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The phrases in their context!


In general we may observe, that it is impossible to do good to others, from whatever motive, without feeling some touches of kindness and good-will towards them; as the injuries we do, not only cause hatred in the person, who suffers them, but even in ourselves.
These phaenomena, indeed, may in part be accounted for from other principles.
But here there occurs a considerable objection, which it will be necessary to examine before we proceed any farther.
I have endeavoured to prove, that power and riches, or poverty and meanness; which give rise to love or hatred, without producing any original pleasure or uneasiness; operate upon us by means of a secondary sensation derived from a sympathy with that pain or satisfaction, which they produce in the person, who possesses them.
From a sympathy with his pleasure there arises love; from that with his uneasiness, hatred.
But it is a maxim, which I have just now established, and which is absolutely necessary to the explication of the phaenomena of pity and malice, that it is not the present sensation or momentary pain or pleasure, which determines the character of any passion, but the general bent or tendency of it from the beginning to the end.
For this reason, pity or a sympathy with pain produces love, and that because it interests us in the fortunes of others, good or bad, and gives us a secondary sensation correspondent to the primary; in which it has the same influence with love and benevolence.
Since then this rule holds good in one case, why does it not prevail throughout, and why does sympathy in uneasiness ever produce any passion beside good-will and kindness? Is it becoming a philosopher to alter his method of reasoning, and run from one principle to its contrary, according to the particular phaenomenon, which he would explain?
I have mentioned two different causes, from which a transition of passion may arise, viz, a double relation of ideas and impressions, and what is similar to it, a conformity in the tendency and direction of any two desires, which arise from different principles.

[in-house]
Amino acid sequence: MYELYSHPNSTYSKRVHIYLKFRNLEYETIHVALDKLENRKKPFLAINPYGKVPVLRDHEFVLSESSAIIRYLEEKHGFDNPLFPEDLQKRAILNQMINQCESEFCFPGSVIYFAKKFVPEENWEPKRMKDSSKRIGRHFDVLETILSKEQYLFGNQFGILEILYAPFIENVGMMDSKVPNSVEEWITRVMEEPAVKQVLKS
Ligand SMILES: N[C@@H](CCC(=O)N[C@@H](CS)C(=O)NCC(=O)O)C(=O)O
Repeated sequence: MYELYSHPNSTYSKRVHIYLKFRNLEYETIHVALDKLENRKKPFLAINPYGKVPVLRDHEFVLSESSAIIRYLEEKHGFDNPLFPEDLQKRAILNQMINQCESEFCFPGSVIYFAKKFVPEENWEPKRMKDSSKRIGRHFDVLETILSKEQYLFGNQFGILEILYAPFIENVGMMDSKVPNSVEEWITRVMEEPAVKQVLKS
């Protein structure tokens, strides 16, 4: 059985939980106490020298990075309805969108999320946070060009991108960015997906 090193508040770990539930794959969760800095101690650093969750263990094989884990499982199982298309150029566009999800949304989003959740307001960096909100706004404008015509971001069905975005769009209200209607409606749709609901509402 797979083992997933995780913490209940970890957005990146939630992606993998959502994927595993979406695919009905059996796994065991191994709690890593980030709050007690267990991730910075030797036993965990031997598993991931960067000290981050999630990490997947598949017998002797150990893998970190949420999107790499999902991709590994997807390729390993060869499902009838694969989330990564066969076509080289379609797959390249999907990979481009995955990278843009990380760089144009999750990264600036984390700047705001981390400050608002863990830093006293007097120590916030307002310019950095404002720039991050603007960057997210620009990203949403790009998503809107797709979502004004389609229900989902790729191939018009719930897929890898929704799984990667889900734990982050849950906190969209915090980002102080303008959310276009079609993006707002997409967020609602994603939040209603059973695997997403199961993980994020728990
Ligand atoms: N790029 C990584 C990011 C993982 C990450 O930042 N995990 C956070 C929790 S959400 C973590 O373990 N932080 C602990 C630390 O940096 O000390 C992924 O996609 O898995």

Now I assert, that when a sympathy with uneasiness is weak, it produces hatred or contempt by the former cause; when strong, it produces love or tenderness by the latter.
This is the solution of the foregoing difficulty, which seems so urgent; and this is a principle founded on such evident arguments, that we ought to have established it, even though it were not necessary to the explication of any phaenomenon.
It is certain, that sympathy is not always limited to the present moment, but that we often feel by communication the pains and pleasures of others, which are not in being, and which we only anticipate by the force of imagination.
For supposing I saw a person perfectly unknown to me, who, while asleep in the fields, was in danger of being trod under foot by horses, I should immediately run to his assistance; and in this I should be actuated by the same principle of sympathy, which makes me concerned for the present sorrows of a stranger.
The bare mention of this is sufficient.
Sympathy being nothing but a lively idea converted into an impression, it is evident, that, in considering the future possible or probable condition of any person, we may enter into it with so vivid a conception as to make it our own concern; and by that means be sensible.
of pains and pleasures, which neither belong to ourselves, nor at the present instant have any real existence.
But however we may look forward to the future in sympathizing with any person, the extending of our sympathy depends in a great measure upon our sense of his present condition.
It is a great effort of imagination, to form such lively ideas even of the present sentiments of others as to feel these very sentiments; but it is impossible we coued extend this sympathy to the future, without being aided by some circumstance in the present, which strikes upon us in a lively manner.
When the present misery of another has any strong influence upon me, the vivacity of the conception is not confined merely to its immediate object, but diffuses its influence over all the related ideas, and gives me a lively notion of all the circumstances of that person, whether past, present, or future; possible, probable or certain.
By means of this lively notion I am interested in them; take part with them; and feel a sympathetic motion in my breast, conformable to whatever I imagine in his.
If I diminish the vivacity of the first conception, I diminish that of the related ideas; as pipes can convey no more water than what arises at the fountain.